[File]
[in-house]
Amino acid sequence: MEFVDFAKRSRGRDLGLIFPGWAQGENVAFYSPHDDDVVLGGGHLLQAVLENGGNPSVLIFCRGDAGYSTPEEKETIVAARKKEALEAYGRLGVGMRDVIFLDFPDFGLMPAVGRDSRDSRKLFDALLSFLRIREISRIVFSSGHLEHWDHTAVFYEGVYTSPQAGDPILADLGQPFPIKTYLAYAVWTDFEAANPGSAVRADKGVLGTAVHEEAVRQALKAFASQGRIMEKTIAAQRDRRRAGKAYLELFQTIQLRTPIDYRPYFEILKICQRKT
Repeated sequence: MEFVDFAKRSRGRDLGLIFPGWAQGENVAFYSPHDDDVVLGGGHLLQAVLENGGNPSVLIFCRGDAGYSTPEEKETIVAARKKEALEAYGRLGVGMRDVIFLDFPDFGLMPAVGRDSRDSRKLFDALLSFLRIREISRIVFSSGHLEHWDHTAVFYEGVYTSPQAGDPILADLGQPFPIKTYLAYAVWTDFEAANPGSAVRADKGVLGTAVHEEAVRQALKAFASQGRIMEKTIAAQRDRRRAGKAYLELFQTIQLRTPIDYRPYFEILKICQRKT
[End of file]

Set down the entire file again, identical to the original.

[in-house]
Amino acid sequence: MEFVDFAKRSRGRDLGLIFPGWAQGENVAFYSPHDDDVVLGGGHLLQAVLENGGNPSVLIFCRGDAGYSTPEEKETIVAARKKEALEAYGRLGVGMRDVIFLDFPDFGLMPAVGRDSRDSRKLFDALLSFLRIREISRIVFSSGHLEHWDHTAVFYEGVYTSPQAGDPILADLGQPFPIKTYLAYAVWTDFEAANPGSAVRADKGVLGTAVHEEAVRQALKAFASQGRIMEKTIAAQRDRRRAGKAYLELFQTIQLRTPIDYRPYFEILKICQRKT
Repeated sequence: MEFVDFAKRSRGRDLGLIFPGWAQGENVAFYSPHDDDVVLGGGHLLQAVLENGGNPSVLIFCRGDAGYSTPEEKETIVAARKKEALEAYGRLGVGMRDVIFLDFPDFGLMPAVGRDSRDSRKLFDALLSFLRIREISRIVFSSGHLEHWDHTAVFYEGVYTSPQAGDPILADLGQPFPIKTYLAYAVWTDFEAANPGSAVRADKGVLGTAVHEEAVRQALKAFASQGRIMEKTIAAQRDRRRAGKAYLELFQTIQLRTPIDYRPYFEILKICQRKT